So split up the essential parts of what was needed in nature in medieval times into different aspects (for example mountains, rivers, woods, fields) and have the communities choose their deity depending on what aspect they rely on most. This way people would most likely still respect the different aspects, because they are all part of a bigger whole, but the people might be sceptical of people who worship another aspect, because those people behave and handle things differently.
If you are playing with friends you could also talk with them about what God’s they would like to see in the world.
I will likely be running this game in an RPG society so there’s potentially friends but also potentially a mix of experienced or inexperienced roleplayers who I know to varying degrees (just the way things are run, which I can go into more detail about if you’re interested but is not really on topic).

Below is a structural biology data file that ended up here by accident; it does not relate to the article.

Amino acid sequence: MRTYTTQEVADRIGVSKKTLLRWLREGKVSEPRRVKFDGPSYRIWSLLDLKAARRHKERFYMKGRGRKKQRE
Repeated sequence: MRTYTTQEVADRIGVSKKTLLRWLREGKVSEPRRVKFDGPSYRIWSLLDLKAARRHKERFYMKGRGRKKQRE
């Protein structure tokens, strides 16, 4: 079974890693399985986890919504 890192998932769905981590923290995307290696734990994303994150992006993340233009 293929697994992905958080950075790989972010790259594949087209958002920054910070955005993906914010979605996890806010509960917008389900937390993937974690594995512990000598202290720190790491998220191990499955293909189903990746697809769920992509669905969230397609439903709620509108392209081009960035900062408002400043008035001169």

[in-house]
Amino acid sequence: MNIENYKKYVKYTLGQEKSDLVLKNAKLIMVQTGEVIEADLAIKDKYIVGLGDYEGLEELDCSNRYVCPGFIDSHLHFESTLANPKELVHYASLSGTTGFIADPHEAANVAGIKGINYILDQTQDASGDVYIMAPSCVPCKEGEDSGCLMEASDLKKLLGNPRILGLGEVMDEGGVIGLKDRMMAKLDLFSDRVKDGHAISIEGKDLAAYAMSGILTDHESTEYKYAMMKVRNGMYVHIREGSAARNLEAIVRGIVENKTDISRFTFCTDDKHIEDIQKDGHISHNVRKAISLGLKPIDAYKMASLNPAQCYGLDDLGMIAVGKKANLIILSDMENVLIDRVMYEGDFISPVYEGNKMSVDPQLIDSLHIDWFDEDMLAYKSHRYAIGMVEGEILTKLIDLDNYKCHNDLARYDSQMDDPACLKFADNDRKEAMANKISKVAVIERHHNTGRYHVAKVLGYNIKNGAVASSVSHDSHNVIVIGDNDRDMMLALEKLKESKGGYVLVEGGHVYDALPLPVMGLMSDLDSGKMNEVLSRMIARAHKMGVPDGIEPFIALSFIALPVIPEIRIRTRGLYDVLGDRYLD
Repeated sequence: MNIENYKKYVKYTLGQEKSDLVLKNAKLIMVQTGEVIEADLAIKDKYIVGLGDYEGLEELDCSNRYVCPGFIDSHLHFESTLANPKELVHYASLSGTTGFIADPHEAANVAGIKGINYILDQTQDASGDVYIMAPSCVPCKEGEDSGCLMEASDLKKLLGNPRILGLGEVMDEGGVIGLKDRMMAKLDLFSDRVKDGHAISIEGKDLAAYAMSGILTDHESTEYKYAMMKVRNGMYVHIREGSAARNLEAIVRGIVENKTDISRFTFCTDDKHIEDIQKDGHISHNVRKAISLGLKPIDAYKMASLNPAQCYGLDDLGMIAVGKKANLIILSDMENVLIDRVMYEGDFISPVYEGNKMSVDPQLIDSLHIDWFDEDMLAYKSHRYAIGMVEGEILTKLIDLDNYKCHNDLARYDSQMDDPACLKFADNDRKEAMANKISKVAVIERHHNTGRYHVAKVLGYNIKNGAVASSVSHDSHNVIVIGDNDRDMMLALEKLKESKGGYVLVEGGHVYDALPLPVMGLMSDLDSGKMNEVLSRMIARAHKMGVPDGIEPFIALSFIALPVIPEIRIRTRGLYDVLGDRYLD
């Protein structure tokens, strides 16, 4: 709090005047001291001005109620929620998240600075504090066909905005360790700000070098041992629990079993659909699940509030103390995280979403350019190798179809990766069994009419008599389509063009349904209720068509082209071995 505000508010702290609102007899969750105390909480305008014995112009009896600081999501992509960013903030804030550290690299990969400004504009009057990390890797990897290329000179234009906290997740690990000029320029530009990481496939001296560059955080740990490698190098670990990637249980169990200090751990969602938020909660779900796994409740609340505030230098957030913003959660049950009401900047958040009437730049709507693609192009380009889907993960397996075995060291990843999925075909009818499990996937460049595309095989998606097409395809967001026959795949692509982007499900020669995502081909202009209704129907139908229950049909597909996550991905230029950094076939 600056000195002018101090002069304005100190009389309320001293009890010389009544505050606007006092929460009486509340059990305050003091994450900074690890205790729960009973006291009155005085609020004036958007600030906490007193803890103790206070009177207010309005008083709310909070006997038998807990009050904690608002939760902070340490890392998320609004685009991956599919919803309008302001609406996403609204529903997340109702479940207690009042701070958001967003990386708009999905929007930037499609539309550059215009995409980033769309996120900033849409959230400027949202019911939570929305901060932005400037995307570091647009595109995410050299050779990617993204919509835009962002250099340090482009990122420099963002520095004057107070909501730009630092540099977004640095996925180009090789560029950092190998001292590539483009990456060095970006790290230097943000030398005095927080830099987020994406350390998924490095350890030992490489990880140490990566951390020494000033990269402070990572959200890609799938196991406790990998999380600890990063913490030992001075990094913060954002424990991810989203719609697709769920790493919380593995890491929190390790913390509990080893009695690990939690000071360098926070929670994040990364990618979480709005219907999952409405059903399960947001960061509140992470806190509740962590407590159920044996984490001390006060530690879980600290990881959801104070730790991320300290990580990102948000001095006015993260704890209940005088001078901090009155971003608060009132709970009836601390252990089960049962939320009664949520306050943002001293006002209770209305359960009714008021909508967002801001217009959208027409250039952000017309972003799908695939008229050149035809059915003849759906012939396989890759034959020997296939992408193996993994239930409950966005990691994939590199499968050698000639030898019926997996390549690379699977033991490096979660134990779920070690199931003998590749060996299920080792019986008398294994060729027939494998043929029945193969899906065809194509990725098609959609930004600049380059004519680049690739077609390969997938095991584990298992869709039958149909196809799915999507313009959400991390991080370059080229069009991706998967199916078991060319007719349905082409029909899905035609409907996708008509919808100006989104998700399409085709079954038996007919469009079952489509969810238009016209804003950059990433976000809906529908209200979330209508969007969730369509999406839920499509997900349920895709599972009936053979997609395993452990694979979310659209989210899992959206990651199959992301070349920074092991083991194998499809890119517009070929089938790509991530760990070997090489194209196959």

Regardless, this was something I was considering. If someone comes up with a concept that things don’t seem to fit for, it may be reasonable to come up some new world building on the spot to accommodate it.
i did something like this once and when it comes to naming your gods I just sat around for a few hours on google translate and random name generators. (Lazy but efficient)